Mail Tribune 100
June 2, 1917
GRIZZLIES NAME MOUNTAIN AFTER WILL G. STEEL
Last Sunday about 6: 30 a.m. a party of 19 including Grizzlies, a few of their friends and two "Mazamas" of Portland, left the Garnett-Corney building on Eads' auto truck and were taken via Talent up Anderson's creek from where they climbed to the top of the Siskiyou peaks for the purpose of naming the mountain "steel" in honor of Mr. William Gladstone Steel of Medford. Mr. Steel is widely known throughout southern and western Oregon for having called the attention of nature lovers to the wonders of the scenery with which these sections are surrounded and for his untiring efforts to secure governmental aid for developing that marvelous wonder — Crater Lake.
After climbing from peak to peak for about four hours the party reached a height which on a geological survey map has an altitude of 5,001 feet, and which is located in the southwest corner of section 1, township 39, range 2 West of Willamette meridian, approximately 8 miles south and two miles west of Medford. On the crest of this peak, their destination, they found a tall towering rock, with a flat slab facing the southwest, here they gathered and melting snow for coffee at their lunch. Then Llewellyn Davies, the Grizzly sculptor, chiseled "Mt. Steel, Grizzlies." Then followed the dedication ceremony at which an address was made by the president of the club Mr. Noren, on "the purpose of the trip," and an address by Mr. Roscoe Johnson, "the Biography of William G. Steel," then the christening act was done by Mrs. E. M. Bunce, who with a few appropriate remarks broke a bottle of Crater Lake water on the highest pinnacle of the rock. Reports of the day's proceedings were signed by those present and these together with the biography of Mr. Steel were sealed in a tin can and laid in one of the sheltered crevices.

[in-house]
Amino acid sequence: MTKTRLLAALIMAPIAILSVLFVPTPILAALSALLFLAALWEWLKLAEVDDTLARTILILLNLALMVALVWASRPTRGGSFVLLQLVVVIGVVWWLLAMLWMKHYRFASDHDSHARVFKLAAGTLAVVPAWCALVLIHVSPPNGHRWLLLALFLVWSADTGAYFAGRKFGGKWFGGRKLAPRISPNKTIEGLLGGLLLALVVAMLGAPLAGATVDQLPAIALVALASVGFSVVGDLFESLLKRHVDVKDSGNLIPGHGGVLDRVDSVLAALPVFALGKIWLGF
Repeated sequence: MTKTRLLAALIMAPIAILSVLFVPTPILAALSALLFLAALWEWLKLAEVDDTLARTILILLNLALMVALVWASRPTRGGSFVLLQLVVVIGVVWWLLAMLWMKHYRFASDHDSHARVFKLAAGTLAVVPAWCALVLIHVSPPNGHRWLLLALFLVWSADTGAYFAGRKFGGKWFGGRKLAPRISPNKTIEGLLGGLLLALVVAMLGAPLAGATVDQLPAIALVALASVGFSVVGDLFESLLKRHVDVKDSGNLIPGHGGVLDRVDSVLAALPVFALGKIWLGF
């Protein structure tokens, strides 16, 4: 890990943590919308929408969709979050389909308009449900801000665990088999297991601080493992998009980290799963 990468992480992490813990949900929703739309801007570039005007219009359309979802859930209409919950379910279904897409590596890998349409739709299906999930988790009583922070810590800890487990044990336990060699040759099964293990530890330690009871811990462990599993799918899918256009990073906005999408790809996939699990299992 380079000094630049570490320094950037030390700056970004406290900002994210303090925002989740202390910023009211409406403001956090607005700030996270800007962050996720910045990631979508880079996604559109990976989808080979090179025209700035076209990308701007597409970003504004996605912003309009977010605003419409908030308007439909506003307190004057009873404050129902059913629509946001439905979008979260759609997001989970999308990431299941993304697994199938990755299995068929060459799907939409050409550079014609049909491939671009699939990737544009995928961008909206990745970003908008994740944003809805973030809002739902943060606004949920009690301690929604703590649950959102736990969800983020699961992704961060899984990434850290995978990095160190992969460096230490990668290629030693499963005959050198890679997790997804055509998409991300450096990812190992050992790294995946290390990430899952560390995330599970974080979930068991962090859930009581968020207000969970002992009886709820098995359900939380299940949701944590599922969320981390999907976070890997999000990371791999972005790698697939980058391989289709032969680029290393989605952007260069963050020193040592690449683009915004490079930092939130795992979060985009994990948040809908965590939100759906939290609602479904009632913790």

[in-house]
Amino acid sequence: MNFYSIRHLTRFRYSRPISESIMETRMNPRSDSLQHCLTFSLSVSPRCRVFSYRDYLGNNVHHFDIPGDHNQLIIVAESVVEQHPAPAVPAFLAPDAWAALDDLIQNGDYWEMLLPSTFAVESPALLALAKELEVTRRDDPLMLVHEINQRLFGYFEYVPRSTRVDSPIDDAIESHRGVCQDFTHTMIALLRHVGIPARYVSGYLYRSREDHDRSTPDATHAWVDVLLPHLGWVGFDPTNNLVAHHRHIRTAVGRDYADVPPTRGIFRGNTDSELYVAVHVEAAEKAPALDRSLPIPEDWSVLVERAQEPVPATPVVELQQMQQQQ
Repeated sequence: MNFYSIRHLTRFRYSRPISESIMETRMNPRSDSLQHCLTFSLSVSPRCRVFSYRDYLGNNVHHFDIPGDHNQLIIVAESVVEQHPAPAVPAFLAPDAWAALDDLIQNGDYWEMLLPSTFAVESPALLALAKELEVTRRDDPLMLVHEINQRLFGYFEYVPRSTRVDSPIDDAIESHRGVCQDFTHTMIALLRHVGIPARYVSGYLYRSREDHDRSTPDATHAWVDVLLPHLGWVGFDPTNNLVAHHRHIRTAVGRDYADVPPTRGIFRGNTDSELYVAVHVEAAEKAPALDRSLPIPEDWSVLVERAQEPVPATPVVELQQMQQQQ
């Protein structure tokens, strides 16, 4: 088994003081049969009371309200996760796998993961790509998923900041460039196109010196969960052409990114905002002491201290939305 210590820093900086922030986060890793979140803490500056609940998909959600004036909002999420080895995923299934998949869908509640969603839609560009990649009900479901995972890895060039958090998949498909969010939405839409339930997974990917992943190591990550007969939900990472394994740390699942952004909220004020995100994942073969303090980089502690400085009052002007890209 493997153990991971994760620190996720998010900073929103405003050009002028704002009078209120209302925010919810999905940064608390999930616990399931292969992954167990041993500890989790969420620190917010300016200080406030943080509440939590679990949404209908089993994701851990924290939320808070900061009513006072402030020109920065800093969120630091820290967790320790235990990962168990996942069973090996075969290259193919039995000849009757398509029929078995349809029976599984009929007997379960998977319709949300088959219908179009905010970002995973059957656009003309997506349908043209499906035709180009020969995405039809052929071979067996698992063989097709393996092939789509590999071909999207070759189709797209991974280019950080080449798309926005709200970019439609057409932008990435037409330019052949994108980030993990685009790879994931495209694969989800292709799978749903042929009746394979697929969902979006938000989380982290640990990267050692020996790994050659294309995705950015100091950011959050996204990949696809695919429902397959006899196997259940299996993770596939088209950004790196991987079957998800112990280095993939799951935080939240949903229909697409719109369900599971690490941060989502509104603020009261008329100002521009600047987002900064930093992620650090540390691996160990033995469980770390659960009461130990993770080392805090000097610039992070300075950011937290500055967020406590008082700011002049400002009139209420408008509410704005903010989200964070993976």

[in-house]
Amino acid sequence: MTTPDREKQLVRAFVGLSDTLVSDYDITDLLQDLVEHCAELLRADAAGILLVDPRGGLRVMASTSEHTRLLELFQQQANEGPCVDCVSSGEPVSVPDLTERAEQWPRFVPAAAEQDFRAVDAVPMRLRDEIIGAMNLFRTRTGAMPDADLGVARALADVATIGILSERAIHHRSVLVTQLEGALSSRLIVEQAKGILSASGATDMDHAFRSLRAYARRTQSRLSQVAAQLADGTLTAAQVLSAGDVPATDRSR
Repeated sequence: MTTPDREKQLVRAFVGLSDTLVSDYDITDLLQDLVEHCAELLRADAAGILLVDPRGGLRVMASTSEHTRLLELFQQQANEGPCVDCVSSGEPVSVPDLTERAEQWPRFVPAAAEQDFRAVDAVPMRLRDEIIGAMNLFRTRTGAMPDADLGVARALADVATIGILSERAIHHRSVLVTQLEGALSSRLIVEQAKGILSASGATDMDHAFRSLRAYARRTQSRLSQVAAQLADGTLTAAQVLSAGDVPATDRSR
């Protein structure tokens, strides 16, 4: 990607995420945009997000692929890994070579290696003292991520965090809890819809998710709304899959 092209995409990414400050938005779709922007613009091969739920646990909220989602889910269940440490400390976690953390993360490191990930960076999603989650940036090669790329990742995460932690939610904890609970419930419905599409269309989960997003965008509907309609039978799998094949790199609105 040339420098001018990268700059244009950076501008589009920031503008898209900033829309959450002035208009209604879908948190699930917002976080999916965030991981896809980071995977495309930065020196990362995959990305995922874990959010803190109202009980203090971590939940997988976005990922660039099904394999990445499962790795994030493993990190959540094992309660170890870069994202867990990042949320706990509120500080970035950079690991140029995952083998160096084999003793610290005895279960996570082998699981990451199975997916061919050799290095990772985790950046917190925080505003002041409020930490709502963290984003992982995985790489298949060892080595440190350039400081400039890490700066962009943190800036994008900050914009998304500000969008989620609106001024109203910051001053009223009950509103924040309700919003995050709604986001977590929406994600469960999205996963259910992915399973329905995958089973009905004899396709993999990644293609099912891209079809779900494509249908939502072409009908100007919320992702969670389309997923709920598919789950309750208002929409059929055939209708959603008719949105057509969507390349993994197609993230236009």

The party returned home about 8 p.m. feeling that the day spent with nature, viewing the wonders of the Siskiyou and Coast ranges was well spent.